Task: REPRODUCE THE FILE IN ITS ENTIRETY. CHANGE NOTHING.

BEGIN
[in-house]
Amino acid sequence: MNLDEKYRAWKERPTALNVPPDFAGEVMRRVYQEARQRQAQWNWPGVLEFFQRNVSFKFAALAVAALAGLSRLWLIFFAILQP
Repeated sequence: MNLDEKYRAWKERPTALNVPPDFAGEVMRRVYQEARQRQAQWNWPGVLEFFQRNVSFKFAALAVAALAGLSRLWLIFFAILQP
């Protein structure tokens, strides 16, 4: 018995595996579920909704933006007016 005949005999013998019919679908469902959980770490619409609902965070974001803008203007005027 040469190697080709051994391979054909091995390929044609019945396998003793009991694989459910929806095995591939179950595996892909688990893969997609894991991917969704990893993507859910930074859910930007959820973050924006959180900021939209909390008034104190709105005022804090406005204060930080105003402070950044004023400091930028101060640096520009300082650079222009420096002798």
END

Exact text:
[in-house]
Amino acid sequence: MNLDEKYRAWKERPTALNVPPDFAGEVMRRVYQEARQRQAQWNWPGVLEFFQRNVSFKFAALAVAALAGLSRLWLIFFAILQP
Repeated sequence: MNLDEKYRAWKERPTALNVPPDFAGEVMRRVYQEARQRQAQWNWPGVLEFFQRNVSFKFAALAVAALAGLSRLWLIFFAILQP
């Protein structure tokens, strides 16, 4: 018995595996579920909704933006007016 005949005999013998019919679908469902959980770490619409609902965070974001803008203007005027 040469190697080709051994391979054909091995390929044609019945396998003793009991694989459910929806095995591939179950595996892909688990893969997609894991991917969704990893993507859910930074859910930007959820973050924006959180900021939209909390008034104190709105005022804090406005204060930080105003402070950044004023400091930028101060640096520009300082650079222009420096002798």